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Casting up to inheriting class from base?

P: n/a
Say I have a class inheriting some base class:

BaseClass
{
void Foo()
{
Update();
}
}
Class1 : BaseClass
{
void Update(){}
}
How can I have the base class know which instance class has inherited
it and use a method in the instance class? Only certain types of
classes will use the base and those classes will always have an
Update() method.

Thanks,
Brett

Jul 6 '06 #1
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10 Replies


P: n/a
One way of doing this is to use an interface implemented in the
inheriting class. In the base, do this:

(( IMyClass )this).Update();

I'm interested in any better methods.

Thanks,
Brett

Jul 6 '06 #2

P: n/a

Brett Romero wrote:
Say I have a class inheriting some base class:

BaseClass
{
void Foo()
{
Update();
}
}
Class1 : BaseClass
{
void Update(){}
}
How can I have the base class know which instance class has inherited
it and use a method in the instance class? Only certain types of
classes will use the base and those classes will always have an
Update() method.
Maybe I'm missing something, but why can't you just make the base class
abstract, like this:

abstract BaseClass
{
void Foo()
{
Update();
}

abstract void Update()
{ ... }
}

?

Jul 6 '06 #3

P: n/a
Hi Brett,
I am curious why you have Foo( ) in BaseClass if Update( ) might not
exist to be called? Would it just make more sense to put Foo( ) in the
subclass? It seems like you might want to reconsider your design --
otherwise you are getting into "downcasting" (casting from a baseclass
to a derived class). Usually when I run into that, I take it as a hint
that it's time to refactor the code...

Also, what will Foo( ) do if it determines that the derived class does
not implement Update( ) ? If it just does nothing, then maybe you
should have a virtual Update( ) in the BaseClass that simply does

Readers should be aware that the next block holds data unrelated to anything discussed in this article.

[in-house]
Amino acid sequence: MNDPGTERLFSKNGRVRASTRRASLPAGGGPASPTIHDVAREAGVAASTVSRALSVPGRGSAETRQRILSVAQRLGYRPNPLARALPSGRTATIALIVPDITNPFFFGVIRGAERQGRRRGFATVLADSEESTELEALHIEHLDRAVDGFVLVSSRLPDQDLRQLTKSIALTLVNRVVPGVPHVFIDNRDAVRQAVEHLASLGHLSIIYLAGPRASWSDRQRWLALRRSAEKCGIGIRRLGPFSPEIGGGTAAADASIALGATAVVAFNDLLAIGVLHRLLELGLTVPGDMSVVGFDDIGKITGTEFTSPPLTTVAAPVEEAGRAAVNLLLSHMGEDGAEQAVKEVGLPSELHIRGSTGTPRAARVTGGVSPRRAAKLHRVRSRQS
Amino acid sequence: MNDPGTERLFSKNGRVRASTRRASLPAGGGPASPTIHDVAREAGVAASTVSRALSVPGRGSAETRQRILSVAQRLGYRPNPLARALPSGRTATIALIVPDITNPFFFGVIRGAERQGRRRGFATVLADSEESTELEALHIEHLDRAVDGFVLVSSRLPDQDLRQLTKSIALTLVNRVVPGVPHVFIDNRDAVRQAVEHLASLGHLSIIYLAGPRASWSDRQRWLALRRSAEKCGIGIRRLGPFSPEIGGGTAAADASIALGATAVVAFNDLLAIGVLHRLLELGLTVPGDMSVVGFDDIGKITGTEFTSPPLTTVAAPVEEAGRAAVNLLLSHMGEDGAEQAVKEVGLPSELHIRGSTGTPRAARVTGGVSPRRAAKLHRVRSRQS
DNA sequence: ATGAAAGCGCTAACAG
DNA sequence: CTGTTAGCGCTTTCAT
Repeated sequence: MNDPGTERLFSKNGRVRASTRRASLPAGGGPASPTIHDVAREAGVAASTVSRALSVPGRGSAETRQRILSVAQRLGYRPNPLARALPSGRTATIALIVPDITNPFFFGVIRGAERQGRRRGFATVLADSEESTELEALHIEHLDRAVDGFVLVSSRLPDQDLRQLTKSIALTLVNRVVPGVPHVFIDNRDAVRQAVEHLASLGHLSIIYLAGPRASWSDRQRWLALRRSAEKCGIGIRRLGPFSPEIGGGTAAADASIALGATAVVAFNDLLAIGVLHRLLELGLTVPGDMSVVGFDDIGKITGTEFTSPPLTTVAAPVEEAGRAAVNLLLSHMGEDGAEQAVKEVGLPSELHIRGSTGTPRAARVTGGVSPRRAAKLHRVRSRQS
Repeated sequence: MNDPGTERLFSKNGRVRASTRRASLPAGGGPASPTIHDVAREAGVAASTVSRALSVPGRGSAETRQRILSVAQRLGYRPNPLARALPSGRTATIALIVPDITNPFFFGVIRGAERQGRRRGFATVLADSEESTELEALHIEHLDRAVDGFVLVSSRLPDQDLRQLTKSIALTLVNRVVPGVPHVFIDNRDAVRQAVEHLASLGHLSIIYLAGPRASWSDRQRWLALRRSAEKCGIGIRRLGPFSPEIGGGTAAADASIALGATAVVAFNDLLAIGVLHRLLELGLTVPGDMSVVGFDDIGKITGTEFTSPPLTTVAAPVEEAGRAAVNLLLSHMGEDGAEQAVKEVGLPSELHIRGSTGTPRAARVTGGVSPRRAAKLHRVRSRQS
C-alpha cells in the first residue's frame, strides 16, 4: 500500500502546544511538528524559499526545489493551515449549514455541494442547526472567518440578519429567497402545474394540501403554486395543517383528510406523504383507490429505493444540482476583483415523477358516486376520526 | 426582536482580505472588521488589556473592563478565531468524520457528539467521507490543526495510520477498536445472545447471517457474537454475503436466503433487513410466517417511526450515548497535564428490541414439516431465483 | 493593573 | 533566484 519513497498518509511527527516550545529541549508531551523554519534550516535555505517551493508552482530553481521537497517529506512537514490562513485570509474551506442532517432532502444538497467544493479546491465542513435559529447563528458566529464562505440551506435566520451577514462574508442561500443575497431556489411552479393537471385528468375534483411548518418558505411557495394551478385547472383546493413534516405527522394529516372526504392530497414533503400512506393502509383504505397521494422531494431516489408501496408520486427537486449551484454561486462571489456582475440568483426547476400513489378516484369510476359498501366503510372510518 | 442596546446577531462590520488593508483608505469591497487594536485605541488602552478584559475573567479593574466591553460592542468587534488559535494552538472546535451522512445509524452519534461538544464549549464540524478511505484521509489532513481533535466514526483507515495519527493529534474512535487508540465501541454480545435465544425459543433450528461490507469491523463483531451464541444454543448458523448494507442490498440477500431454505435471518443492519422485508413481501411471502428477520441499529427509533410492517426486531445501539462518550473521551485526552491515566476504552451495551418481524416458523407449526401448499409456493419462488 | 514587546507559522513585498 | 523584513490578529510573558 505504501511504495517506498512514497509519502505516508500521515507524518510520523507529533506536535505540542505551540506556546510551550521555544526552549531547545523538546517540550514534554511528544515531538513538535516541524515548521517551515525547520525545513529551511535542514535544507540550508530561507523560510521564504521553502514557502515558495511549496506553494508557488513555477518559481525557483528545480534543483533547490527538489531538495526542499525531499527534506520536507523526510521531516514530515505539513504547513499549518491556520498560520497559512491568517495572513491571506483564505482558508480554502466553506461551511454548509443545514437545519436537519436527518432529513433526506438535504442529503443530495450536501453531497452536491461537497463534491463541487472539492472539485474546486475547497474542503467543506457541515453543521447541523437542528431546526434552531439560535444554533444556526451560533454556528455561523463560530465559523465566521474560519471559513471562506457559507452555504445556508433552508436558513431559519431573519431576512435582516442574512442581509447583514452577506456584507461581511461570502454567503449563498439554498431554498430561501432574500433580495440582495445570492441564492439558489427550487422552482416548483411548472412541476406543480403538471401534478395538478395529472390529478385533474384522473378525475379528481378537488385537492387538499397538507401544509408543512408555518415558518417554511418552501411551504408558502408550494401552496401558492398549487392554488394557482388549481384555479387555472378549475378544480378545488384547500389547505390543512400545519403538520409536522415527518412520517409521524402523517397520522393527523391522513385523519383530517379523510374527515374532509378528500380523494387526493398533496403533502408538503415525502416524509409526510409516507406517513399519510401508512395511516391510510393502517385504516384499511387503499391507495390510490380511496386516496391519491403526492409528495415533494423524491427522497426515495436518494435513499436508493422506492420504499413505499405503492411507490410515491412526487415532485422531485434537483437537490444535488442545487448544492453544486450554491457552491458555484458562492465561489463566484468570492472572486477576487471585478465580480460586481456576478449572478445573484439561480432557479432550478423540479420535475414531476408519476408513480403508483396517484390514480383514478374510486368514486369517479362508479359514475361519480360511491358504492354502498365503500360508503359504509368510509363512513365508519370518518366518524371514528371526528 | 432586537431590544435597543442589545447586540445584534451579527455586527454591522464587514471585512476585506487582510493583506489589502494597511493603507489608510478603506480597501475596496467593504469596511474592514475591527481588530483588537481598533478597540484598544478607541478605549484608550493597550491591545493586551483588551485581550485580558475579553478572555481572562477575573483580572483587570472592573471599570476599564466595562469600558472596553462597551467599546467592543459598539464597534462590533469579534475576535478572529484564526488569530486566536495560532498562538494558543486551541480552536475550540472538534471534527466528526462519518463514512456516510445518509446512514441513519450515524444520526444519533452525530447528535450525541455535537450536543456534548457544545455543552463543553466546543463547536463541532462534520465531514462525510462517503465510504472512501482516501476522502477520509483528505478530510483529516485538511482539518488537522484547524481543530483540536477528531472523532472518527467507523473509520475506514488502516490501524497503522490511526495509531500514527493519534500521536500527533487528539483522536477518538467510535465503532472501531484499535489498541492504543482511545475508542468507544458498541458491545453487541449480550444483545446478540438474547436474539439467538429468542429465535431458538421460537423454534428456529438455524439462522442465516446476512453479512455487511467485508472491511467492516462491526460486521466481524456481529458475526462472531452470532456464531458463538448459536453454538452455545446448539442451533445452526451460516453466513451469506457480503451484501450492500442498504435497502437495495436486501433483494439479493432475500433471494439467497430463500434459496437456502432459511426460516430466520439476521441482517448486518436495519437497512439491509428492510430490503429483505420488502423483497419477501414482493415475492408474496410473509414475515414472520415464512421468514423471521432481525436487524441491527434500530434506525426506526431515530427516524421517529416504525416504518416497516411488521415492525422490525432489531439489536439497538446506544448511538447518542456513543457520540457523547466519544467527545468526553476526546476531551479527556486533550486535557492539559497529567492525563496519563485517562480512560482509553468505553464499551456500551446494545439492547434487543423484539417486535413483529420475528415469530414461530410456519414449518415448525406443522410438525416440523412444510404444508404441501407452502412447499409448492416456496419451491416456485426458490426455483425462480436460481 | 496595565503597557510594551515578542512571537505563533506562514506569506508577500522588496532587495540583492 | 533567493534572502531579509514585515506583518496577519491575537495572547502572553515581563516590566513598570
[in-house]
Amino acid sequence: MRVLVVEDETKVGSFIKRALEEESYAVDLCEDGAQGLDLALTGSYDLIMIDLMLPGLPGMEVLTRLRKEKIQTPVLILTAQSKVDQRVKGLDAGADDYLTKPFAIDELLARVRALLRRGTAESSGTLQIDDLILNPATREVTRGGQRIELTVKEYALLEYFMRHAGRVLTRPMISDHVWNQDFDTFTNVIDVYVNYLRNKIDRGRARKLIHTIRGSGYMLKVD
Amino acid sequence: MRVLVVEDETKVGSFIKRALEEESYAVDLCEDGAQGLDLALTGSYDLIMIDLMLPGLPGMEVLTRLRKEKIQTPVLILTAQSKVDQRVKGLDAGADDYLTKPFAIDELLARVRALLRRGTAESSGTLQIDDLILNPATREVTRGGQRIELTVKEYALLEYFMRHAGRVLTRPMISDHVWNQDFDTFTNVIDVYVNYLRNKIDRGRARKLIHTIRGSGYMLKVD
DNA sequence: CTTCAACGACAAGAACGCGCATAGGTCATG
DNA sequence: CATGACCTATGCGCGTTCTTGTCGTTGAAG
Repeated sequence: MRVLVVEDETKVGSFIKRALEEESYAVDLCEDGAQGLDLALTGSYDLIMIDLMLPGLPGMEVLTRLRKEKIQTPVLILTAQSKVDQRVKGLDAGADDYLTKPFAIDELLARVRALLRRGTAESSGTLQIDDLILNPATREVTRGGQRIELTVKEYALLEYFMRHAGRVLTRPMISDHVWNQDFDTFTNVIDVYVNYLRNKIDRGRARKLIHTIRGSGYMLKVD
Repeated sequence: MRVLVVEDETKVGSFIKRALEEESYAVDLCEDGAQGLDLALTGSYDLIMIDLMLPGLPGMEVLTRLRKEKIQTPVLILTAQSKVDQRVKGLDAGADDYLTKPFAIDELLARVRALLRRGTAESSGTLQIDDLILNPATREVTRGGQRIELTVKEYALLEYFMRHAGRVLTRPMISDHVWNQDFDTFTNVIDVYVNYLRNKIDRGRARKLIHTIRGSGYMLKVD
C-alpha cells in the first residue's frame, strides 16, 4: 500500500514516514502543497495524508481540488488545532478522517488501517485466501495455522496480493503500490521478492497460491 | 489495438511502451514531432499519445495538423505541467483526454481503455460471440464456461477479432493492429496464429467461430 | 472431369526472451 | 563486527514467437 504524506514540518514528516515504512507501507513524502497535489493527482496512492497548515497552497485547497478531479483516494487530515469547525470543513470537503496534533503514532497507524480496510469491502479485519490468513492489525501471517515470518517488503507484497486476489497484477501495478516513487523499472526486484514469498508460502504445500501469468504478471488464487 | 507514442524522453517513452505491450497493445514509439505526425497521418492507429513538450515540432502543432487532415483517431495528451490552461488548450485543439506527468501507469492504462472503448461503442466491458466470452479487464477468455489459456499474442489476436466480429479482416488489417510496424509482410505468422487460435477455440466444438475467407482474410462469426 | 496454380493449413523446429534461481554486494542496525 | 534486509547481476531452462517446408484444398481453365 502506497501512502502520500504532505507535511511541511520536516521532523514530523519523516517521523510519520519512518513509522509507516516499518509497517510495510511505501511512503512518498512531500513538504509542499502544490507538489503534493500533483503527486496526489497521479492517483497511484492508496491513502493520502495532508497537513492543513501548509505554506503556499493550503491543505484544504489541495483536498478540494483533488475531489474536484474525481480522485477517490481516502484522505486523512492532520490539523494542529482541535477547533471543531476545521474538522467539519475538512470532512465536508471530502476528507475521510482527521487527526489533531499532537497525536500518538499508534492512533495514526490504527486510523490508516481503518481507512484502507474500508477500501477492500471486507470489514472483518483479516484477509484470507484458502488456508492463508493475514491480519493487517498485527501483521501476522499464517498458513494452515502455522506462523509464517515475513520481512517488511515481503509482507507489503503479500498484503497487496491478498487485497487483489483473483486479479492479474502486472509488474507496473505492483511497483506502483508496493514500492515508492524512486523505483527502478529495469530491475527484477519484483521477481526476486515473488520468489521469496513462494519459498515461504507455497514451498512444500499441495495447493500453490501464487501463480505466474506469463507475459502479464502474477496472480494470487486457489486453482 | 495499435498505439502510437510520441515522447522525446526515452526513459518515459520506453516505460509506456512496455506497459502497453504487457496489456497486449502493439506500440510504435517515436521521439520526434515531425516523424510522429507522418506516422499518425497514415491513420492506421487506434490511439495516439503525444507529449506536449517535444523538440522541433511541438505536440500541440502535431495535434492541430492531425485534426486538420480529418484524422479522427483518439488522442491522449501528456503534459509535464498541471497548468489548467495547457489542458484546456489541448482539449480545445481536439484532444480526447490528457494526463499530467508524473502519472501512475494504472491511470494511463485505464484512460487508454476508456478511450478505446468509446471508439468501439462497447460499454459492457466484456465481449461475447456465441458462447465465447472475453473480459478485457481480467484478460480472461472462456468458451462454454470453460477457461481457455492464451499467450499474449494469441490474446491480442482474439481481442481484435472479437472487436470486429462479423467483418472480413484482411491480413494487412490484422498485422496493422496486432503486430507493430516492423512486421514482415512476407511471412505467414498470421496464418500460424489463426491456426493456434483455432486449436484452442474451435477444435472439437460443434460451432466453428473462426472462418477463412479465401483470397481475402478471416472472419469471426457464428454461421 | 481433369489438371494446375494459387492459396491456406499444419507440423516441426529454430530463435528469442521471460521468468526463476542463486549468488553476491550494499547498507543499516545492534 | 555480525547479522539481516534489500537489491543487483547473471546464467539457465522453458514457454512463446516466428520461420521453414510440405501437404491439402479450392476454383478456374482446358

nothing, then override that function in the subclass.

Not that I'm recommending this, but to answer your question you can
always use the "is" keyword to check what type you're dealing with.
For example:

class Base
{
public void Foo()
{
if (this is Derived)
{
Derived d = (Derived)this;
d.Update();
}
}
}

class Derived : Base
{
public void Update()
{
Console.WriteLine("I am derived");
}
}

class Program
{
static void Main(string[] args)
{
Derived d = new Derived();
d.Foo(); // prints "I am derived"

Base b = new Base();
b.Foo(); // prints nothing
}
}

Hope that helps,
John

Brett Romero wrote:
One way of doing this is to use an interface implemented in the
inheriting class. In the base, do this:

(( IMyClass )this).Update();

I'm interested in any better methods.

Thanks,
Brett
Jul 6 '06 #4

P: n/a
Bruce is right - make Update an abstract method of BaseClass.

--
Adam Clauss
Jul 6 '06 #5

P: n/a

"Brett Romero" <ac*****@cygen.comwrote in message
news:11**********************@m38g2000cwc.googlegr oups.com...
Say I have a class inheriting some base class:

BaseClass
{
void Foo()
{
Update();
}
}
Class1 : BaseClass
{
void Update(){}
}
How can I have the base class know which instance class has inherited
it and use a method in the instance class? Only certain types of
classes will use the base and those classes will always have an
Update() method.
It's hard for me to say for sure (since "instance class" isn't really
correct - do you mean "derived class"?), but it's possible you just want to
make Foo() virtual.

///ark
Jul 6 '06 #6

P: n/a
>>I am curious why you have Foo( ) in BaseClass if Update( ) might not
exist to be called?

Update() will always exist.
John, I don't know what the type will be so this code doesn't work:

public void Foo()
{
if (this is Derived)
{
Derived d = (Derived)this;
d.Update();
}
}

I was trying to provide a simple example but the code does this:

public class BaseClass<T>{...}

public class MyClass: BaseClass<Person>, IClass<Person>{...}

I guess I'm not sure how your code would apply in this case.

In the end, how is your technique any better tham what I'm doing? We
are both still casting.

I can't use abstract because the base class has method bodies that do
something. In other words, it isn't an abstract class.
Thanks,
Brett

Jul 6 '06 #7

P: n/a
Brett Romero wrote:
>>>I am curious why you have Foo( ) in BaseClass if Update( ) might not
exist to be called?

Update() will always exist.
John, I don't know what the type will be so this code doesn't work:

public void Foo()
{
if (this is Derived)
{
Derived d = (Derived)this;
d.Update();
}
}

I was trying to provide a simple example but the code does this: